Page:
Race, Power, and the Subprime/Foreclosure Crisis: A Mesoanalysis
AbstractEconomists' principal explanations of the subprime crisis differ from those developed by noneconomists in that the latter see it as rooted in the US legacy of racial/ethnic inequality, and especially in racial residential segregation, whereas the former ignore race. This paper traces this disjuncture to two sources. What is missing in the social science view is any attention to the market mechanisms involved in subprime lending; and economists, on their side, have drawn too tight a boundary for "the economic," focusing on market mechanisms per se, to the exclusion of the households and community whose resources and outcomes these mechanisms affect. Economists' extensive empirical studies of racial redlining and discrimination in credit markets have, ironically, had the effect of making race analytically invisible. Because of these explanatory lacunae, two defining aspects of the subprime crisis have not been well explained. First, why were borrowers that had previously been excluded from equal access to mortgage credit instead super included in subprime lending? Second, why didn't the flood of mortgage brokers that accompanied the 2000s housing boom reduce the proportion of minority borrowers who were burdened with costly and ultimately unpayable mortgages? This paper develops a mesoanalysis to answer the first of these questions. This analysis traces the coevolution of banking strategies and client communities, shaped by and reinforcing patterns of racial/ethnic inequality. The second question is answered by showing how unequal power relations impacted patterns of subprime lending. Consequences for gender inequality in credit markets are also briefly discussed.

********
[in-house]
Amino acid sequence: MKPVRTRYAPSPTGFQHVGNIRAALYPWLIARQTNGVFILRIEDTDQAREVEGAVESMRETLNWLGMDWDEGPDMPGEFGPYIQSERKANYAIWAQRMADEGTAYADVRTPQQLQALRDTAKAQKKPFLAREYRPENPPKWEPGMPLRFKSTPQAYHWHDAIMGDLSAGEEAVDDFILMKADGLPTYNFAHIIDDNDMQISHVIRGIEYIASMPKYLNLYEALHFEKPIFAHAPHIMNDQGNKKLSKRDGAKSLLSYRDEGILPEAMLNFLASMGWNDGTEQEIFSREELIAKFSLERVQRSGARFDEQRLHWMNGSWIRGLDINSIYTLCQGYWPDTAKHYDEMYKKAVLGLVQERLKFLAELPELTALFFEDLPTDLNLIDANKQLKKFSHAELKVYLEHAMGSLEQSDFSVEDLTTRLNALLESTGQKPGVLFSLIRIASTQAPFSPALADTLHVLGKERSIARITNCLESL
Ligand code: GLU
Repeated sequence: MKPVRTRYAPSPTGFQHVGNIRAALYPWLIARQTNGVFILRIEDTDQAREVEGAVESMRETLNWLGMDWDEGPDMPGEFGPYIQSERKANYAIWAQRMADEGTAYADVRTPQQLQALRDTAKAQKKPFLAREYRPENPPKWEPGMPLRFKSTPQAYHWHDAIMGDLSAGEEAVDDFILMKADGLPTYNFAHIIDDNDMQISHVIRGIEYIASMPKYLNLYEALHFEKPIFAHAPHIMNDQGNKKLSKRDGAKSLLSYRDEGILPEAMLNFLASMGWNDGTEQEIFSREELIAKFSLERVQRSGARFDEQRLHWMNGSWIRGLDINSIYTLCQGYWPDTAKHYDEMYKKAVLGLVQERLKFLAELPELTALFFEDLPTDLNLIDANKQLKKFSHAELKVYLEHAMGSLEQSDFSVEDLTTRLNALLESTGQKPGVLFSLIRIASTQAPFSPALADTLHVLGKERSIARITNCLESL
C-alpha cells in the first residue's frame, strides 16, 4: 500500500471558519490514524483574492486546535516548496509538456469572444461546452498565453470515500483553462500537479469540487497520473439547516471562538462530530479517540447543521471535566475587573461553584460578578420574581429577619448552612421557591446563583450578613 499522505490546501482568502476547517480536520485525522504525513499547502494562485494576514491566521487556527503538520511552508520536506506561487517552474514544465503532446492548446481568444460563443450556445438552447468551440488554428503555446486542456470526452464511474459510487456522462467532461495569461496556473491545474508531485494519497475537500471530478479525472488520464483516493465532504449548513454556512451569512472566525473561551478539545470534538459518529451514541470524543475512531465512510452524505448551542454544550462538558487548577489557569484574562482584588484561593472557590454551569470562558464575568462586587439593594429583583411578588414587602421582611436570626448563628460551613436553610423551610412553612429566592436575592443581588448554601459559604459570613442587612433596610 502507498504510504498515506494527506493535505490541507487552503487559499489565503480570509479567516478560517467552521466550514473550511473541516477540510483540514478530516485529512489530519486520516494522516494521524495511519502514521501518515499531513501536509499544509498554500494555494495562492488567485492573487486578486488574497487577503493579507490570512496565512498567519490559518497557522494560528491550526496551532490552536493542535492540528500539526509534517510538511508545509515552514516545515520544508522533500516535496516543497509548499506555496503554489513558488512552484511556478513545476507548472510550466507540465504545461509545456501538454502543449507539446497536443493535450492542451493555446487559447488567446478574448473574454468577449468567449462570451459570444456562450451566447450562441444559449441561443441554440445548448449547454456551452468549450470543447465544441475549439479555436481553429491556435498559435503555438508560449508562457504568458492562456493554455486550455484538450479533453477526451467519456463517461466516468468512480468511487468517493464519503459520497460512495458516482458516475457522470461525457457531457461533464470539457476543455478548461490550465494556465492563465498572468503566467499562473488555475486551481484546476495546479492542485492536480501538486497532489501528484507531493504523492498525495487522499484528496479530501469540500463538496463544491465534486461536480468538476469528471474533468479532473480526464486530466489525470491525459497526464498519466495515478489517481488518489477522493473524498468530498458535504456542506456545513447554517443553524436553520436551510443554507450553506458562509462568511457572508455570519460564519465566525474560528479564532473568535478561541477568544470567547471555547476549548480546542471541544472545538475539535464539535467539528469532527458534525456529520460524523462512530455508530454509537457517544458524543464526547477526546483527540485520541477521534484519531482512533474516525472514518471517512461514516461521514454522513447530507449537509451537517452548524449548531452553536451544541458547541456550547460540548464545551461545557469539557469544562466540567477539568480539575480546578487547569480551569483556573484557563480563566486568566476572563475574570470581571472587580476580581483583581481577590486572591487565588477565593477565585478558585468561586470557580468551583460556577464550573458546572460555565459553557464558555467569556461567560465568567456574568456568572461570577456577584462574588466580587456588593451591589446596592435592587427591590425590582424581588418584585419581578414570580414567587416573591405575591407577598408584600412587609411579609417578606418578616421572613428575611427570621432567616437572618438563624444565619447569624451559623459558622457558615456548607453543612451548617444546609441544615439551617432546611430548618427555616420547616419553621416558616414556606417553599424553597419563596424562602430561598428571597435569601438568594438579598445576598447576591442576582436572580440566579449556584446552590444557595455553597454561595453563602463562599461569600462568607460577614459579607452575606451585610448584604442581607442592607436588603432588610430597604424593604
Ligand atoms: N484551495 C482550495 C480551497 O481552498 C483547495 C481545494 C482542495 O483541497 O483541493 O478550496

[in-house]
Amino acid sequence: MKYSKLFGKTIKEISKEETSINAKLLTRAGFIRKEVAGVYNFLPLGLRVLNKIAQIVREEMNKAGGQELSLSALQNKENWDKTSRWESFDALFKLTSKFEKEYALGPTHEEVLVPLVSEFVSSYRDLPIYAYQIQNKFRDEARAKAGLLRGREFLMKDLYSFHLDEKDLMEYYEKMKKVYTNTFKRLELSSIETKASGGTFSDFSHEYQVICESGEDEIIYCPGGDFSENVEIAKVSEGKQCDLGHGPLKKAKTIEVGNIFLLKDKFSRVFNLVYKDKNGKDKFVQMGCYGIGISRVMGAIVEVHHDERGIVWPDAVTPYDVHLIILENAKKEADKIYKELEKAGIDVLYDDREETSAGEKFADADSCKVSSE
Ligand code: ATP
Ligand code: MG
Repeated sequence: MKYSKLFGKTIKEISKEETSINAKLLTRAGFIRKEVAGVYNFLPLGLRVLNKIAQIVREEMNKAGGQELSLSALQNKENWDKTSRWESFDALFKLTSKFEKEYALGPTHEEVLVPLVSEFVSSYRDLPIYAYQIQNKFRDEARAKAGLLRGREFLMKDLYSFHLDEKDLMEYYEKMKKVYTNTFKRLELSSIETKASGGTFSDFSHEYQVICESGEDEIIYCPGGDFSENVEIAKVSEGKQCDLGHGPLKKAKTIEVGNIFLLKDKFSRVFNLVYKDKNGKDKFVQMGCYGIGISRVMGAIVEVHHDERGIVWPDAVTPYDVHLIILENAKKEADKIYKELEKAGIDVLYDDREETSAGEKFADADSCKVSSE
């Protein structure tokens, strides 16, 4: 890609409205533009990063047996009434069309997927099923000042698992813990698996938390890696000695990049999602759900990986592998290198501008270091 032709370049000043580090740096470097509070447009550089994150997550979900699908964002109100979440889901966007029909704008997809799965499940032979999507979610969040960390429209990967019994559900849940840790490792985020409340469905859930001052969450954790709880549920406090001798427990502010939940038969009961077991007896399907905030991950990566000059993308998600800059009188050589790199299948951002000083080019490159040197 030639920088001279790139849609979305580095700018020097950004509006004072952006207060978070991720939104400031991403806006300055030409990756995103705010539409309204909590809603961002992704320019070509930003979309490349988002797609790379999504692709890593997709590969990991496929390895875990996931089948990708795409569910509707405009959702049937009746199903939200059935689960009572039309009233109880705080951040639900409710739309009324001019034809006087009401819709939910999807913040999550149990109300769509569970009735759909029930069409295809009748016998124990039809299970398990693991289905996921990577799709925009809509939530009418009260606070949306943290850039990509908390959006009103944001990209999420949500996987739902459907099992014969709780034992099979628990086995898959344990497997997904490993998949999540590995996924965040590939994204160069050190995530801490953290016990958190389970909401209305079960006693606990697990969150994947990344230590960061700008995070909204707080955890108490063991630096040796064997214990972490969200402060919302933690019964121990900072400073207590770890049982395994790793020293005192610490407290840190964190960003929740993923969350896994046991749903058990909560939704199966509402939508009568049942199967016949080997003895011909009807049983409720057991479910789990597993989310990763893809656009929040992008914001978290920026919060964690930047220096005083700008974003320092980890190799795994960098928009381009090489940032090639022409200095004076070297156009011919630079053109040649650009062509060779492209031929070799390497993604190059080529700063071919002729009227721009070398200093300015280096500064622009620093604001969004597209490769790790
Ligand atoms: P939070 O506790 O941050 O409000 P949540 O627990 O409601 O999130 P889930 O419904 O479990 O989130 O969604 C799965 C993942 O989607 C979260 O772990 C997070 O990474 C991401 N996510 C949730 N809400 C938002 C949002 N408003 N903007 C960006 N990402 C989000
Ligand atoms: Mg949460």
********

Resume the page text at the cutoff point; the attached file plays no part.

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Bibliographic InfoPaper provided by Levy Economics Institute in its series Economics Working Paper Archive with number wp_669.
Date of creation: May 2011
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Race; Ethnicity; Subprime Mortgages; Discrimination; Redlining; Foreclosures; Power; Mesoanalysis;
Find related papers by JEL classification:
- B50 - Schools of Economic Thought and Methodology - - Current Heterodox Approaches - - - General
- G21 - Financial Economics - - Financial Institutions and Services - - - Banks; Other Depository Institutions; Micro Finance Institutions; Mortgages
- G28 - Financial Economics - - Financial Institutions and Services - - - Government Policy and Regulation
- J15 - Labor and Demographic Economics - - Demographic Economics - - - Economics of Minorities, Races, Indigenous Peoples, and Immigrants; Non-labor Discrimination
- J16 - Labor and Demographic Economics - - Demographic Economics - - - Economics of Gender; Non-labor Discrimination
- P16 - Economic Systems - - Capitalist Systems - - - Political Economy of Capitalism
- R31 - Urban, Rural, Regional, Real Estate, and Transportation Economics - - Real Estate Markets, Spatial Production Analysis, and Firm Location - - - Housing Supply and Markets
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